Thursday, December 1, 2016

Panic at the Kitchen Table

So I was trying to remove a stuck grip screw escutcheon on a 1911.  And I munged up the slot something fierce.  As one does when one pretend to know a little bit about gunsmithing.  I mean gunbutchery.

Oh no!  What do?  Throw the frame away and buy another.

Now hold on!  Maybe there are options.  Don't abandon hope.   You still have a chance this will come out alright with no damage to anything more expensive than a sawbuck. 

With a stuck screw sometimes tightening it a fraction of a turn will break the grip and make it easier to back out.  Or soak it in penetrating oil to loosen the threads.  Or... and be careful with this... blow torch.  Apply heat.  The expansion and contraction breaks the hold and also breaks down any Loctite that might be in there.  I said to be careful not because I am worried you will hurt yourself.  Burned skin heals.  I am more worried about messing with the temper of the metal.  Stainless steel is a bit more forgivable than carbon steel.  Try not to get the metal to turn straw or blue.

But these hints are less helpful when you have borked up the screw slot.

This was my plan.

First I would put the grip screw back in the cleaned hole with red loctite on the threads of it.  Tighten that down tight to get a good bond.  Then I'd back out that screw and hope it takes the escutcheon with it.  Sacrifice both. Plan B was to put a screw in part way from the proper side, and put another screw with a hex hole on the inside of the magwell.  Both screws touching tip to tip.  Then use an Allen wrench from the opposite whole to get the thing out of there.

Plan A worked.  But I wish I had tried B first.  That solution came to me too late, and if it had been attempted and had worked it would feel more elegant, somehow, now.

If it had failed and stripped the threads in the frame, all is still not lost.  You can add metal to the hole with a welder and re-tap the threads.  But that skill is a bit beyond me right now.

So, itemized, the methods for removing a stubborn escutcheon that I thought of, in order to escalation to prevent harm are:
  1. tap it a few times with a non marring item (plastic screwdiver handle)
  2. tighten a bit first before backing off
  3. a little heat with a torch
  4. soak it in penetrating oil for a week with occasional taps
  5. remove all penetrating oil and apply a little MORE heat
  6. two screws tip to tip, then spin clockwise from the 'bottom' end
  7. red loctite on a sacrifical screw seated well inside the escutcheon, back out in 24 hours
  8. spin it with vise grips
  9. drill our the escutcheon with plans to perhaps add metal to the hole with a welder and retapping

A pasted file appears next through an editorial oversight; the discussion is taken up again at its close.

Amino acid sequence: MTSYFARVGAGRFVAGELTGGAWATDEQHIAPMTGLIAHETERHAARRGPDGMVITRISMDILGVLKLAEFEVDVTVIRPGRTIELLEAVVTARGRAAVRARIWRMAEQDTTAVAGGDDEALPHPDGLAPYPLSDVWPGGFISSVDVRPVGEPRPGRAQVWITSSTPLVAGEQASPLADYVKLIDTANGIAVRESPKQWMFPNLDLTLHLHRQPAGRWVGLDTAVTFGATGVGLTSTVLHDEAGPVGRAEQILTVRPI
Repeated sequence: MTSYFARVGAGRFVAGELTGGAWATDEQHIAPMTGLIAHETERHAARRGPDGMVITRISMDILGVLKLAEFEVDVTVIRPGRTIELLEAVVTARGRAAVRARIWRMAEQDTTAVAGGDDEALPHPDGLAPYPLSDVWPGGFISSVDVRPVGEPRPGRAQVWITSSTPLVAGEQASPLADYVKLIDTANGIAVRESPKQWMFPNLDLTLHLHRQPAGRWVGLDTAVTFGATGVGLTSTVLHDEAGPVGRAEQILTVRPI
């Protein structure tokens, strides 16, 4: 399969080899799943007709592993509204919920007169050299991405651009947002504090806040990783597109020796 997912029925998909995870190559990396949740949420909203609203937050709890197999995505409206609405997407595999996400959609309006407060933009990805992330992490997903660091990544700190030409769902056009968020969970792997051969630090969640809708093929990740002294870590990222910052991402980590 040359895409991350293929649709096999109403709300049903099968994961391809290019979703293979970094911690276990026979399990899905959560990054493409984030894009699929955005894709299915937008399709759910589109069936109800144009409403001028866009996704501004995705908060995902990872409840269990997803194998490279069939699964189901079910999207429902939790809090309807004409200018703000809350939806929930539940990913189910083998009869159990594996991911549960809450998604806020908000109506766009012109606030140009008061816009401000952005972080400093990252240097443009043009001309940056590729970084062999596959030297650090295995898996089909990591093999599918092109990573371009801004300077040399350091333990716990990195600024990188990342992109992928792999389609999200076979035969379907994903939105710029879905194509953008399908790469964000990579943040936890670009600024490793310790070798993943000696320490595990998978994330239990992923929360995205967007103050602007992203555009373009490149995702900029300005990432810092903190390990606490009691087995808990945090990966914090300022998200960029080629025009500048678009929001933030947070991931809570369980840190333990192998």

I don't like the penetrating oil, normally.  But I am impatient.  


B said...

Put a screw in from the top, with a nut on the topside of the escutcheon. Tighten the nut down HARD against the surface to lock the threads.

Turn screw out. Often better to use a hex head instead of a slot or phillips head.

As always, YMMV.

The Neon Madman said...

Home Gunsmithing Rule #1: Always use a screwdriver that fits the screw slot.

Learned (as most rules are) through painful experience of my own.

New Jovian Thunderbolt said...

Also true ^

A lot of body english is needed for stuck screws. Not just wrist, spin the screw driver with your knees, with the mass of your body frozen and involved in the twist, to steady it. Slow and steady.

c-90 said...

Clean the surfaces on the frame, and the escutcheon hole, then learn to silver solder.

Will said...

I seem to recall that oversize grip screw inserts are available, along with the appropriate tap. It's an odd size, you will need to buy it, as no one will have it in their normal tool selection.

I like the idea of using a hex socket or torx screw from the inside. That is not a documented/historical technique, since the only screws that would have been readily available to a gunsmith/armorer would be the normal grip screw, with that oversize head with tiny slot. Now, both types of socket screws are fairly common, but will require head diameter reduction to clear the frame hole, IIRC. Industrial size screws would be a better choice, but harder to acquire for most people not working around machine shops or similar. If you do the double ended screw method, you might not have to pull the screw head through the frame hole, but I wouldn't want to bet on it. Safer to make it fit first.

BTW, the best penetrating lube I have found is PJ-1 Black Label chain lube. This is a NON-oring lube. Spray and wait at least 5 minutes (more if possible) before trying to move the fastener.